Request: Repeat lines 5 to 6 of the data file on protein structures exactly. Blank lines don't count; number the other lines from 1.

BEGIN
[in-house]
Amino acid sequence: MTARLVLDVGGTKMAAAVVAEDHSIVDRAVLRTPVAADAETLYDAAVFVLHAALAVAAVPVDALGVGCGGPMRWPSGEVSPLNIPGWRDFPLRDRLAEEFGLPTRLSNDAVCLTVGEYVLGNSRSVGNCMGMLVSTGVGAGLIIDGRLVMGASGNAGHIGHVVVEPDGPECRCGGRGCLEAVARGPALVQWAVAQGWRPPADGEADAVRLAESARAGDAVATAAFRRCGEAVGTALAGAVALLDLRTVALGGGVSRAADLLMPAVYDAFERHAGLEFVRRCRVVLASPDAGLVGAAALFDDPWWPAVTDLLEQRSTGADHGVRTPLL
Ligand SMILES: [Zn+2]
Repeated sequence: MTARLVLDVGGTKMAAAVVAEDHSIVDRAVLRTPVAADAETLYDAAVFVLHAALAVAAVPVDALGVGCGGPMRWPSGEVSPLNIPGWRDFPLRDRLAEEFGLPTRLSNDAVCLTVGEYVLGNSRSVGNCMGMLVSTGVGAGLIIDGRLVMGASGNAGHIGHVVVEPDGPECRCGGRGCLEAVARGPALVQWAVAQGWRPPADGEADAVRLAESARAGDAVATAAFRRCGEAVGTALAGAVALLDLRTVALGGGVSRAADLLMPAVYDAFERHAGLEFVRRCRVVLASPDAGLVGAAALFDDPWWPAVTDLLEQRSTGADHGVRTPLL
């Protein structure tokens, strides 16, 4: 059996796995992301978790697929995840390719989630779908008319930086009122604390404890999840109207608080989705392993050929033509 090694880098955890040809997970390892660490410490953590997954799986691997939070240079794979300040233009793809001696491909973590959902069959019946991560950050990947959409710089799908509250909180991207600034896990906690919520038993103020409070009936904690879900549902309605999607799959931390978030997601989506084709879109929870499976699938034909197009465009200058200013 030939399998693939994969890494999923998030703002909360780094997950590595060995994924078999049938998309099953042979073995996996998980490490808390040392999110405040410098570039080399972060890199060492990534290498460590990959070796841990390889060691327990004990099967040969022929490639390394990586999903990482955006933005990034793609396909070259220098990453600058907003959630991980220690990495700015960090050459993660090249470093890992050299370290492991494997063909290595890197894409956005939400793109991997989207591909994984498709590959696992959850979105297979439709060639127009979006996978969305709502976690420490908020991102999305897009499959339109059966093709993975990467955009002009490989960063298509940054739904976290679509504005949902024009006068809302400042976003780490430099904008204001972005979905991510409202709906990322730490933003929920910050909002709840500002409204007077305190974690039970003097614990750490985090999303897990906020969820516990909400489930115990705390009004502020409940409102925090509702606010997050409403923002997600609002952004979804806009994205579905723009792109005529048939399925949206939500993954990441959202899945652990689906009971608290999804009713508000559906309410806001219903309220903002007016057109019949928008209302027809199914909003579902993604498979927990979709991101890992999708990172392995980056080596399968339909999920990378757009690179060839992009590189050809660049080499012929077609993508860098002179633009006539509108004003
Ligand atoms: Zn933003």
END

């Protein structure tokens, strides 16, 4: 059996796995992301978790697929995840390719989630779908008319930086009122604390404890999840109207608080989705392993050929033509 090694880098955890040809997970390892660490410490953590997954799986691997939070240079794979300040233009793809001696491909973590959902069959019946991560950050990947959409710089799908509250909180991207600034896990906690919520038993103020409070009936904690879900549902309605999607799959931390978030997601989506084709879109929870499976699938034909197009465009200058200013 030939399998693939994969890494999923998030703002909360780094997950590595060995994924078999049938998309099953042979073995996996998980490490808390040392999110405040410098570039080399972060890199060492990534290498460590990959070796841990390889060691327990004990099967040969022929490639390394990586999903990482955006933005990034793609396909070259220098990453600058907003959630991980220690990495700015960090050459993660090249470093890992050299370290492991494997063909290595890197894409956005939400793109991997989207591909994984498709590959696992959850979105297979439709060639127009979006996978969305709502976690420490908020991102999305897009499959339109059966093709993975990467955009002009490989960063298509940054739904976290679509504005949902024009006068809302400042976003780490430099904008204001972005979905991510409202709906990322730490933003929920910050909002709840500002409204007077305190974690039970003097614990750490985090999303897990906020969820516990909400489930115990705390009004502020409940409102925090509702606010997050409403923002997600609002952004979804806009994205579905723009792109005529048939399925949206939500993954990441959202899945652990689906009971608290999804009713508000559906309410806001219903309220903002007016057109019949928008209302027809199914909003579902993604498979927990979709991101890992999708990172392995980056080596399968339909999920990378757009690179060839992009590189050809660049080499012929077609993508860098002179633009006539509108004003
Ligand atoms: Zn933003």